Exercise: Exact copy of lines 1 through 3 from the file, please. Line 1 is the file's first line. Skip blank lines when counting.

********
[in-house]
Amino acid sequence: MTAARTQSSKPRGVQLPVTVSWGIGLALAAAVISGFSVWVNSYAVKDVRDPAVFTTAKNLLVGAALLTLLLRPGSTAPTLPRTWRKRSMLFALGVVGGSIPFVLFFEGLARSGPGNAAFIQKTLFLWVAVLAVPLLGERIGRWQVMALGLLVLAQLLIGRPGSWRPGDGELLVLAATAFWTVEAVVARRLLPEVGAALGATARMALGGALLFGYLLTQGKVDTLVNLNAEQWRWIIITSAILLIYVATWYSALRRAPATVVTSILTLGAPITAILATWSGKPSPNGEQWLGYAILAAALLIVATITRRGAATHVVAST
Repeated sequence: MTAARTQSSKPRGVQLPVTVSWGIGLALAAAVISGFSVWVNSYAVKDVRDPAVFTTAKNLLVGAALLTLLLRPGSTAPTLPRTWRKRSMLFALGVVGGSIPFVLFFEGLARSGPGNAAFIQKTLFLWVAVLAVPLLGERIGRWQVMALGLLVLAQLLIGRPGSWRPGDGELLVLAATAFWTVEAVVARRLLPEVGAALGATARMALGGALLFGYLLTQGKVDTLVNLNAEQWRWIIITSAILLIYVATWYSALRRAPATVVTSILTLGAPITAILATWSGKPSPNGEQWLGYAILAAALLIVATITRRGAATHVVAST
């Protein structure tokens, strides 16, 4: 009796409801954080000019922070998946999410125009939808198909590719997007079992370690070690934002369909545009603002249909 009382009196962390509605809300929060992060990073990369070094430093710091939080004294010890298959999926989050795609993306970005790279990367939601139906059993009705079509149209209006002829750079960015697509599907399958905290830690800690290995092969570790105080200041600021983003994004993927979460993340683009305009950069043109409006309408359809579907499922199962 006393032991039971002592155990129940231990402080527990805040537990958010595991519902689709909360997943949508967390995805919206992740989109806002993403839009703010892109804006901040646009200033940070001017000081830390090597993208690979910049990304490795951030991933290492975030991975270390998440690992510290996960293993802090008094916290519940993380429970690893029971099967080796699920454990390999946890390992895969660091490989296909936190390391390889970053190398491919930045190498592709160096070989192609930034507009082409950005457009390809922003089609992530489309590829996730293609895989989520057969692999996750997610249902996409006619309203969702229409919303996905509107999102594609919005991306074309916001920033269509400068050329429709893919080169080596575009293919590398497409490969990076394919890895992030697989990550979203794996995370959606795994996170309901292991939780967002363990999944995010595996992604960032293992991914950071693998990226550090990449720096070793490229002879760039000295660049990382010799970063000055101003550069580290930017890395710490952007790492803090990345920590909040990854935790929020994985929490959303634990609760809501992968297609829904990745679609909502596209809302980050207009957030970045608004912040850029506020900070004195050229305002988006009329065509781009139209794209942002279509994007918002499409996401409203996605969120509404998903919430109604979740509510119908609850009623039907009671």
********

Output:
[in-house]
Amino acid sequence: MTAARTQSSKPRGVQLPVTVSWGIGLALAAAVISGFSVWVNSYAVKDVRDPAVFTTAKNLLVGAALLTLLLRPGSTAPTLPRTWRKRSMLFALGVVGGSIPFVLFFEGLARSGPGNAAFIQKTLFLWVAVLAVPLLGERIGRWQVMALGLLVLAQLLIGRPGSWRPGDGELLVLAATAFWTVEAVVARRLLPEVGAALGATARMALGGALLFGYLLTQGKVDTLVNLNAEQWRWIIITSAILLIYVATWYSALRRAPATVVTSILTLGAPITAILATWSGKPSPNGEQWLGYAILAAALLIVATITRRGAATHVVAST
Repeated sequence: MTAARTQSSKPRGVQLPVTVSWGIGLALAAAVISGFSVWVNSYAVKDVRDPAVFTTAKNLLVGAALLTLLLRPGSTAPTLPRTWRKRSMLFALGVVGGSIPFVLFFEGLARSGPGNAAFIQKTLFLWVAVLAVPLLGERIGRWQVMALGLLVLAQLLIGRPGSWRPGDGELLVLAATAFWTVEAVVARRLLPEVGAALGATARMALGGALLFGYLLTQGKVDTLVNLNAEQWRWIIITSAILLIYVATWYSALRRAPATVVTSILTLGAPITAILATWSGKPSPNGEQWLGYAILAAALLIVATITRRGAATHVVAST